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India: New Delhi Will Follow If Pakistan Reduces Tensions First - 2002-05-28


India's Foreign Minister has said his country will reciprocate if it becomes clear that Pakistan is taking steps to end what he calls cross-border terrorism in Indian-administered Kashmir. Diplomatic efforts to ease the crisis between South Asia's two nuclear neighbors are intensifying.

India's Foreign Minister Jaswant Singh responded Tuesday to Pakistan President Pervez Musharraf's Monday speech, calling General Musharraf's remarks disappointing and dangerous, but holding out the possibility of a diplomatic solution to the crisis that has brought the two countries to the brink of war.

At a New Delhi news conference, Mr. Singh refused to say how long India will wait for Pakistan to respond to its calls for an end to what New Delhi calls cross-border terrorism, and the permanent closing of militant camps in the part of Kashmir controlled by Pakistan. However, Mr. Singh did say if Islamabad responds positively, New Delhi will reciprocate.

"India cannot continue to be punished for its patience. But I have also said that if on the ground that we find action has been taken, and it is irreversible action, then as I have said, were General Pervez Musharraf to act on his own assurances, then India will reciprocate," Mr. Singh said.

Indian officials routinely accuse Pakistan of controlling the separatist militants in Indian Kashmir, a charge officials in Pakistan continue to deny.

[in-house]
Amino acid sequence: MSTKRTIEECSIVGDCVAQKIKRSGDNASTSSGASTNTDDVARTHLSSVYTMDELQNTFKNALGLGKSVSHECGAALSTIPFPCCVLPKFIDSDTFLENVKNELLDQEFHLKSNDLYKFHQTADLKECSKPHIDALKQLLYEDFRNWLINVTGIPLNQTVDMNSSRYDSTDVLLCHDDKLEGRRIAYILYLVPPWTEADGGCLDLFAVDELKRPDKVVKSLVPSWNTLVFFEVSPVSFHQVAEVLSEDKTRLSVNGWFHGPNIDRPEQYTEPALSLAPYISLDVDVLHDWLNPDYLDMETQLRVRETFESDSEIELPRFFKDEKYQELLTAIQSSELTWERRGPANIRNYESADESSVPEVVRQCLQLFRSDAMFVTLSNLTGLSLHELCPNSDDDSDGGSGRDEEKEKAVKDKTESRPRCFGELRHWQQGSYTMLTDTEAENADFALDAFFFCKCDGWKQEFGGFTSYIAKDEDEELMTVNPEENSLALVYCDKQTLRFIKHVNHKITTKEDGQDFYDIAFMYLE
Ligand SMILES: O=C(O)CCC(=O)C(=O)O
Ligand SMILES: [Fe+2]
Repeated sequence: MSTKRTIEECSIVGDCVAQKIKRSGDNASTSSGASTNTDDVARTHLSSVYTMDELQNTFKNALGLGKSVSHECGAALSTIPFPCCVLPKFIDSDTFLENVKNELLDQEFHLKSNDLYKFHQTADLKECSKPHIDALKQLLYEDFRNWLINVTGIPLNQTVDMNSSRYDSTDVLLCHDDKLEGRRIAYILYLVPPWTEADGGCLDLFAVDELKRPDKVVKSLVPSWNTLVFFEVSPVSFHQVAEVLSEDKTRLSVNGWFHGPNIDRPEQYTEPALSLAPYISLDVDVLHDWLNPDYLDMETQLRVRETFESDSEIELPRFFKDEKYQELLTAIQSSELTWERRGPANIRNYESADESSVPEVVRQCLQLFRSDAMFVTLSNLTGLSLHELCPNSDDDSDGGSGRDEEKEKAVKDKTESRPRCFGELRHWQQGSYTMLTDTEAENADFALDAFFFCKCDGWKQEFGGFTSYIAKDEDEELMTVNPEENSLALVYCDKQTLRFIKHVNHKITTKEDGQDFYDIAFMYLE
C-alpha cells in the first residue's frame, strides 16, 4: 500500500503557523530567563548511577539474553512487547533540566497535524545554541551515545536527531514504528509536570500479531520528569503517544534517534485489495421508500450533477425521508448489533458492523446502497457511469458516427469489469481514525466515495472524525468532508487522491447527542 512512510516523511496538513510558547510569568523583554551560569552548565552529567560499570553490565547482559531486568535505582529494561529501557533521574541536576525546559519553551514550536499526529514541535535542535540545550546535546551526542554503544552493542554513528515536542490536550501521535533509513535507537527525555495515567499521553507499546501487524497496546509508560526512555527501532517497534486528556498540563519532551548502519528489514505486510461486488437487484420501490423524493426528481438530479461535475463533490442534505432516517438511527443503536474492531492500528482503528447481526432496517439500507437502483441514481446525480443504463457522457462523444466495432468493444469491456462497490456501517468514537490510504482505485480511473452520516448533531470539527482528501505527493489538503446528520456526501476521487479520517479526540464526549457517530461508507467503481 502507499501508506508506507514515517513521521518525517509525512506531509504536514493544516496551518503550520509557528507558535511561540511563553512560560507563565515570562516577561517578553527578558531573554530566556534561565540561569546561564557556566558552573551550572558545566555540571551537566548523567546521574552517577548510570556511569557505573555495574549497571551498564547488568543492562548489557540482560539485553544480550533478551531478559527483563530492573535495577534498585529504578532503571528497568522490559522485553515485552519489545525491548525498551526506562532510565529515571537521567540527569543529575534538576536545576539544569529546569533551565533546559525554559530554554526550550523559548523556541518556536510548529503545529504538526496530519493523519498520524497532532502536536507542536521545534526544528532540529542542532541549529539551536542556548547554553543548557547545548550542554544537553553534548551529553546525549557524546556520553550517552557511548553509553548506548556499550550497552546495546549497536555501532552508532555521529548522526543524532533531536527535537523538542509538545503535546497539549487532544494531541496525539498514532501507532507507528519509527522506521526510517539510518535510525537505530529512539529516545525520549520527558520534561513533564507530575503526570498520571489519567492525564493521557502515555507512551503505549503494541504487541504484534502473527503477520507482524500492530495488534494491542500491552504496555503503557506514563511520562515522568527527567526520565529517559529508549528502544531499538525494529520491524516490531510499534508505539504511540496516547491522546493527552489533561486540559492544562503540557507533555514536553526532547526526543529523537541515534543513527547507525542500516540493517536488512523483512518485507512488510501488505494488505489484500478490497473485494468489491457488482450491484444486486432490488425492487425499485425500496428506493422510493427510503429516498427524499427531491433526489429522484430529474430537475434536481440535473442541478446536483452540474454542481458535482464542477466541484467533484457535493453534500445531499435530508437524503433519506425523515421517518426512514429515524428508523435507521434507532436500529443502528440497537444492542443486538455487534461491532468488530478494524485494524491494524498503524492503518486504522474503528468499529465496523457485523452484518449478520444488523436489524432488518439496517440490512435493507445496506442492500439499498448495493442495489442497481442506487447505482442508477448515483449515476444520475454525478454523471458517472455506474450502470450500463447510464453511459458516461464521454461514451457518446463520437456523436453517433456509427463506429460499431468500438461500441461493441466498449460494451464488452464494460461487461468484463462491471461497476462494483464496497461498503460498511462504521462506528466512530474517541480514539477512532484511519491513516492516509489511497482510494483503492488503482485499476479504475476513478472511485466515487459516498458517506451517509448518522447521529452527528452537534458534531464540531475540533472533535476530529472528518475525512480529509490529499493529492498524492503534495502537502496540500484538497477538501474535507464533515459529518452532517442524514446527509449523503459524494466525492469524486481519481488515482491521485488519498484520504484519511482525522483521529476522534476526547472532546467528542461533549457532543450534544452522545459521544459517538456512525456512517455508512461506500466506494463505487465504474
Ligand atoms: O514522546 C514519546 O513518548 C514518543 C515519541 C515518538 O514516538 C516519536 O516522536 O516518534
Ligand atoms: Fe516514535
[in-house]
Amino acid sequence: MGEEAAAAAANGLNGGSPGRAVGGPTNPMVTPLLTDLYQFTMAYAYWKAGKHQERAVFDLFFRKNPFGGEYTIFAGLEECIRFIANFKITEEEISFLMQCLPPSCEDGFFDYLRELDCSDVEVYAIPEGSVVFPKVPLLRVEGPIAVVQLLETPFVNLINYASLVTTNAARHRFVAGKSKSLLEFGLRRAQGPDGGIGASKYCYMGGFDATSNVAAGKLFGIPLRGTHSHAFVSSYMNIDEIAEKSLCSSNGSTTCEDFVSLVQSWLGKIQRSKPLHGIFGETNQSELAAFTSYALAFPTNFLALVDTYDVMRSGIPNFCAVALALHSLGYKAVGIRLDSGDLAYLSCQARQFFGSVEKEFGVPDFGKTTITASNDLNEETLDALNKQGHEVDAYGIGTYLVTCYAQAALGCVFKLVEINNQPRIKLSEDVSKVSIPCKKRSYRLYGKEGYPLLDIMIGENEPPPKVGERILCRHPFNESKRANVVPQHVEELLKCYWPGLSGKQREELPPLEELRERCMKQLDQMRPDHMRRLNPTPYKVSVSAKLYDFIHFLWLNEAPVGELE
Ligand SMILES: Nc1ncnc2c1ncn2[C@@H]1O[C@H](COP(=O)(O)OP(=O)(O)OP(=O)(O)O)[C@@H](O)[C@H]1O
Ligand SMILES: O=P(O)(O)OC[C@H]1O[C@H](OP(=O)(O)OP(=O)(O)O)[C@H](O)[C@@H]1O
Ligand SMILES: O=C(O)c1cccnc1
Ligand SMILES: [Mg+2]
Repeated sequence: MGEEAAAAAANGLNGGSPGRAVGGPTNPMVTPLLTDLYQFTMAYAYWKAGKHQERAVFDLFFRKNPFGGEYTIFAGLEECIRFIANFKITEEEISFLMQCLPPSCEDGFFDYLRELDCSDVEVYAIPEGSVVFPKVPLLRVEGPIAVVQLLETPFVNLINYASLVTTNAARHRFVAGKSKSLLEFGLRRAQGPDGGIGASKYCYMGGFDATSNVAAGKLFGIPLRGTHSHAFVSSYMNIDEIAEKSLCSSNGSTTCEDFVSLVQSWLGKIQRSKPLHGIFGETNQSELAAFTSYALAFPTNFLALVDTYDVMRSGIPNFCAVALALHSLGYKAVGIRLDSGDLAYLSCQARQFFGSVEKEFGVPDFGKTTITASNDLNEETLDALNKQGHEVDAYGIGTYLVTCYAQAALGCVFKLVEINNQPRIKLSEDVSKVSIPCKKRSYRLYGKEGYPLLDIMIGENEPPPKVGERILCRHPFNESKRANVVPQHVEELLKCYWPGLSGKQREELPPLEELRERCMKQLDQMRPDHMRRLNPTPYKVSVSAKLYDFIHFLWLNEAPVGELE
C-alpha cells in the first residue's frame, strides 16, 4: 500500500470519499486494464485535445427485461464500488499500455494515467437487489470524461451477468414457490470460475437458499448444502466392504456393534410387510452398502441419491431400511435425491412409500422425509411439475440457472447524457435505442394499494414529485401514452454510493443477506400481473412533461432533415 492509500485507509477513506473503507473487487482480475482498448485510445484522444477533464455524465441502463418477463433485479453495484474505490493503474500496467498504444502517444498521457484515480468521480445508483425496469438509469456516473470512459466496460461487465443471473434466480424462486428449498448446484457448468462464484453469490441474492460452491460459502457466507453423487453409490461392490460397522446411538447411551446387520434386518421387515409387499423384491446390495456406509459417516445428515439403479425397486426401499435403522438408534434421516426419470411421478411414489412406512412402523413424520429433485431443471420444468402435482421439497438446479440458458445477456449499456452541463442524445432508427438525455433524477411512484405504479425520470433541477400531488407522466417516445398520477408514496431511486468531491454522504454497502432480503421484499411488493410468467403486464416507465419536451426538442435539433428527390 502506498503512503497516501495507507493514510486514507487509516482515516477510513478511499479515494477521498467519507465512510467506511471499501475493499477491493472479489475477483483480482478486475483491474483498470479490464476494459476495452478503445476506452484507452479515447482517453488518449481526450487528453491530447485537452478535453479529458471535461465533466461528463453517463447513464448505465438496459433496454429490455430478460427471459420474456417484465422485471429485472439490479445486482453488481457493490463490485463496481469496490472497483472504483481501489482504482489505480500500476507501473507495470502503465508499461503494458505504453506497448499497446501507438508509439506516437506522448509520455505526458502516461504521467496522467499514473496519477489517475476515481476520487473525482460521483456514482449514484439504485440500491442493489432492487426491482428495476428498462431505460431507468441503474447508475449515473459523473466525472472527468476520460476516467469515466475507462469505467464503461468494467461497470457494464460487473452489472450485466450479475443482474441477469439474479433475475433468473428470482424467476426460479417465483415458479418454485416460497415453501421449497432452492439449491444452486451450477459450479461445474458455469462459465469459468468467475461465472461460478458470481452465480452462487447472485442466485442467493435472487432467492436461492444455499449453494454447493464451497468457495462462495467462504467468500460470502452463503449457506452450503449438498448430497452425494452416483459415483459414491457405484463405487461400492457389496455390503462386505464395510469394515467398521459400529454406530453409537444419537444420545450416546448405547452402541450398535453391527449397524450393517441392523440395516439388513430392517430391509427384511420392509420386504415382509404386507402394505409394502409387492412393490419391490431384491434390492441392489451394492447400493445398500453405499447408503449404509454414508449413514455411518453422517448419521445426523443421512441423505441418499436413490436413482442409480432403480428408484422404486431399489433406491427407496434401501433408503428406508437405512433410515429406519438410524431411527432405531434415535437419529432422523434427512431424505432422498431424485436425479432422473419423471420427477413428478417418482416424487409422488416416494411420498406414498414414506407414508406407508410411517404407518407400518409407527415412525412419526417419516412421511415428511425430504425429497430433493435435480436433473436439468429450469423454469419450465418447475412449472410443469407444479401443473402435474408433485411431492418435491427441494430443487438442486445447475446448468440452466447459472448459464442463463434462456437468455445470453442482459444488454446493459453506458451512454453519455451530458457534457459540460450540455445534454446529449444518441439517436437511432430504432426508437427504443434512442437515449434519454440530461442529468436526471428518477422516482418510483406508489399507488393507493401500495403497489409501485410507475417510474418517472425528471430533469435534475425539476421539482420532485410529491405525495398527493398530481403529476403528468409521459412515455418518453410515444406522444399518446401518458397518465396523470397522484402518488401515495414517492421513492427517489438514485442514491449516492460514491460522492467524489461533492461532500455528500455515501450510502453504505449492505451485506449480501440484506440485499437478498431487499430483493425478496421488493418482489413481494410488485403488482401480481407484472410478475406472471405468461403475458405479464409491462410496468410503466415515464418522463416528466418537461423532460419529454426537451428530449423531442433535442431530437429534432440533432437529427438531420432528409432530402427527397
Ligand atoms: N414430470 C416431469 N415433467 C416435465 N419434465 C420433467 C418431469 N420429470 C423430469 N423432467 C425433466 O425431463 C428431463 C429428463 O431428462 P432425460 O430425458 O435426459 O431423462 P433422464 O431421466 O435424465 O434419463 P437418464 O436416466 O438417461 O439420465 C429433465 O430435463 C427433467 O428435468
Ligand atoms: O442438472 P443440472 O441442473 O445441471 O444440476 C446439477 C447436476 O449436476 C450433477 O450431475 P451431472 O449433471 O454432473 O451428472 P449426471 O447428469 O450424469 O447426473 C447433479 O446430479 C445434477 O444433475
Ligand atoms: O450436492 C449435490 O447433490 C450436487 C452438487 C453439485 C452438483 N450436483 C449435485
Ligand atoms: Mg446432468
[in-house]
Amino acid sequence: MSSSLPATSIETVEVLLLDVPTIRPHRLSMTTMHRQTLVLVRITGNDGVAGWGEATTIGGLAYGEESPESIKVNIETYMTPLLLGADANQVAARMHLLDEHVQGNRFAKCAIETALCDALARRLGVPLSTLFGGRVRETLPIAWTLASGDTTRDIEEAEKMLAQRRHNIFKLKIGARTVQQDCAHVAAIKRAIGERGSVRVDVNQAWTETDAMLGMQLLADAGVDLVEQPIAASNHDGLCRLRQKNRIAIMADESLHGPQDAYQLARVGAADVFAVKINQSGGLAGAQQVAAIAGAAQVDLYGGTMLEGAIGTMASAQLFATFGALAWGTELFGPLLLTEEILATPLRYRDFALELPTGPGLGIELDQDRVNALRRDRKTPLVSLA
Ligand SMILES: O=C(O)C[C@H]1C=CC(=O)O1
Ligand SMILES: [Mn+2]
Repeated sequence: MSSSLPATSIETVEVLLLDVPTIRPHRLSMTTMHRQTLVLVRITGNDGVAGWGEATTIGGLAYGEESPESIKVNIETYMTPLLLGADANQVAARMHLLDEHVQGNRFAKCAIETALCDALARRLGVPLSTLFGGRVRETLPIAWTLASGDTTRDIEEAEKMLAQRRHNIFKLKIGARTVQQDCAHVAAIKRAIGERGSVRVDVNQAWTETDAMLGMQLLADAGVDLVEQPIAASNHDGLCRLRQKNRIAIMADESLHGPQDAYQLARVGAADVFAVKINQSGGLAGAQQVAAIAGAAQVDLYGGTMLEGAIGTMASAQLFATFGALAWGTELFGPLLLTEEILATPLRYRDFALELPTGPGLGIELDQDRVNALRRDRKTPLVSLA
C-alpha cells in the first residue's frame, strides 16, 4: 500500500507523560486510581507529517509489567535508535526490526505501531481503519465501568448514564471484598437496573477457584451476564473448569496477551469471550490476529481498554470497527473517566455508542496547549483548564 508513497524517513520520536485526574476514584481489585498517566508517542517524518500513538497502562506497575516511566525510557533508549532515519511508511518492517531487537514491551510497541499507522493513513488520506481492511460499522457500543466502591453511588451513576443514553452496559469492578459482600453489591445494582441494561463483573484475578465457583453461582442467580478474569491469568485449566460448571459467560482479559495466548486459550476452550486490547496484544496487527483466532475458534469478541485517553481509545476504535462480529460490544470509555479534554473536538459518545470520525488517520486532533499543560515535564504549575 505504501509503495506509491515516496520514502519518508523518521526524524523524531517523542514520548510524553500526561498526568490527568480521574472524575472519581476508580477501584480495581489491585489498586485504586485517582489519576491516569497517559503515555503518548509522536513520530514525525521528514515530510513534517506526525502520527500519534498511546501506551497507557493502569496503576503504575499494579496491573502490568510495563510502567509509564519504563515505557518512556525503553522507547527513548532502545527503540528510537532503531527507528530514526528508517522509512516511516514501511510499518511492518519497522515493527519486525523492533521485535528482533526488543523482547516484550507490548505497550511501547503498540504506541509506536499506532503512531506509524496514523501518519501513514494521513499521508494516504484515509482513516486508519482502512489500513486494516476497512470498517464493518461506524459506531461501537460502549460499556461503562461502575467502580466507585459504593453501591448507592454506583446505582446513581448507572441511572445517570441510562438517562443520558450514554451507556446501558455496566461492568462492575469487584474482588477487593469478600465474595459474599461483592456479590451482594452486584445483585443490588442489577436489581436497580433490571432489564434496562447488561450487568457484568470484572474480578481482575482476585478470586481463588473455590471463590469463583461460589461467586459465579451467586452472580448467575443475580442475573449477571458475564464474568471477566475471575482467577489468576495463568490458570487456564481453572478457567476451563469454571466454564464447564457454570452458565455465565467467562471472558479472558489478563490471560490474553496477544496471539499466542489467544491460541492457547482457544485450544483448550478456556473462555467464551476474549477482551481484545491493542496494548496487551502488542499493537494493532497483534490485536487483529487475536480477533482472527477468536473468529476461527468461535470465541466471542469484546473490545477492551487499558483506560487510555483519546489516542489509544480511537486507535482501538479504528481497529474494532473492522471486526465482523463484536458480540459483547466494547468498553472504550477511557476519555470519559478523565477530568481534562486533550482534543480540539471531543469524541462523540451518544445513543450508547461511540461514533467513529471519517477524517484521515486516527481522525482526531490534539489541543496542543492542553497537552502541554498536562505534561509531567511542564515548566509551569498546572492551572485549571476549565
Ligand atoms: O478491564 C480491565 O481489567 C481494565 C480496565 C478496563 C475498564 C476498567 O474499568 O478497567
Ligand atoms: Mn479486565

Mr. Singh would not say what measures his government would take if Pakistan responds positively. He said India is actively pursuing diplomatic measures to ease tensions, but he said New Delhi would, in his words, continue to take such measures as are necessary, if diplomatic activity fails to have an effect on Islamabad.

Brahma Chellaney is a professor of security studies at New Delhi's Center for Policy Research. He said senior officials like Jaswant Singh are willing to give diplomacy a chance to achieve their goals, but only up to a point.

"For Indians, and this is the consensus in the thinking in the government, from what I can gather, the costs of inaction today are far higher than the costs of action. So there is a momentum here to settle matters once and for all. Now, this does not mean that the Indians are going to act rashly or recklessly the way things are going the Indians might employ military force to make the diplomacy yield results that is if U.S. diplomacy fails to deliver results in the coming days or weeks," Mr. Chellaney said.

India's foreign minister ruled out talks between the leaders of India and Pakistan at a scheduled summit of central Asian leaders next week. He also refused to say what military options, if any, India is contemplating against Pakistan - but he did say the presence of U.S. troops in the region was not an inhibiting factor in New Delhi's standoff with Islamabad.

In his remarks on Tuesday, Jaswant Singh repeated India's stated nuclear doctrine of no first use of nuclear weapons in any conflict. He criticized Pakistan's President, for what he called, speaking casually about nuclear war and nuclear weapons, something he said his government has never done.

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